Good afternoon. Welcome to what I am hopeful will be a very fruitful discussion on foundational questions Congress needs to answer to ensure that we strike a careful balance between protecting consumers and protecting innovation as we create a regulatory framework for artificial intelligence.
Earlier this summer the Science Committee held a hearing to explore how Congress can ensure that AI technology advances our national interest.
One of the unifying takeaways was that there remains a number of unsolved technical challenges which, if addressed, would advance innovation while making AI systems safer, more transparent, and easier to implement guardrails around.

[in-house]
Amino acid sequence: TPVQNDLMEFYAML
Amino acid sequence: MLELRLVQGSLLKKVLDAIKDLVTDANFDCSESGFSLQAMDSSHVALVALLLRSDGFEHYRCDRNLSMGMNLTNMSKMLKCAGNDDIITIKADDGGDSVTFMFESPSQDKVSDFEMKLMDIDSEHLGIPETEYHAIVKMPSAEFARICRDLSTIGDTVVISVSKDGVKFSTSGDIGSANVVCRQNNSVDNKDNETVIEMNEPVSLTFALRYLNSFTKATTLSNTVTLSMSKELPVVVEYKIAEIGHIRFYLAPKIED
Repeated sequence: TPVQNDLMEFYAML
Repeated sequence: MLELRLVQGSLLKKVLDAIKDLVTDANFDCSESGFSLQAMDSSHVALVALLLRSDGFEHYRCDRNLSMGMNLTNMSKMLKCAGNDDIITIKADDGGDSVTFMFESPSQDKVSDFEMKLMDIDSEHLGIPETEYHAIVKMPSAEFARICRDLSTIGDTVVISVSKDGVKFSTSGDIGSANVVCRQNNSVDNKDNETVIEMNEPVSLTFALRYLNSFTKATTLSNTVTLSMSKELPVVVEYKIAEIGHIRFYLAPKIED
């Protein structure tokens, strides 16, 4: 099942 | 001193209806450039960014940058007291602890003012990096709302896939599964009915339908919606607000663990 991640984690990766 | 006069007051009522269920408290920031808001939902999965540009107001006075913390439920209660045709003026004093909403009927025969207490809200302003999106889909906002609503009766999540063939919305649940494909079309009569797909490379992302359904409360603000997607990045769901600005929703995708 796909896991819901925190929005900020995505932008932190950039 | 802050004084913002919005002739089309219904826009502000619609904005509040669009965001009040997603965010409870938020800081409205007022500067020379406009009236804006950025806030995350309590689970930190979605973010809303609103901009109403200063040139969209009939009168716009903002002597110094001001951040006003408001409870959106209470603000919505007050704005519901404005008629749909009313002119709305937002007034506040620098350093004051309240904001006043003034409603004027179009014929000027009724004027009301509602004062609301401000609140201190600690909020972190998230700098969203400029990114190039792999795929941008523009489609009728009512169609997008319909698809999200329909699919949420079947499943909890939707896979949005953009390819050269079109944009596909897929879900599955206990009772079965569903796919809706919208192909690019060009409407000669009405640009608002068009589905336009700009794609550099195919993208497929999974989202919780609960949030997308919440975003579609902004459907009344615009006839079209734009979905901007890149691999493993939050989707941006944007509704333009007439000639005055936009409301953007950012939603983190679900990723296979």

Today’s hearing will build upon that theme by exploring how the Science Committee can support research, testing, and the deployment of methods and tools for managing AI risks. These tools and methods will be critical to the good governance of these systems as Congress examines how it should regulate AI.
I believe that fundamental research on AI is a necessary precondition for safer systems. While regulations can make undesirable actions unlawful, technological advances and coordination with other countries in monitoring who has access to the compute necessary to train frontier AI models and how it is being put to use will be critical tools in supporting and enforcing regulations.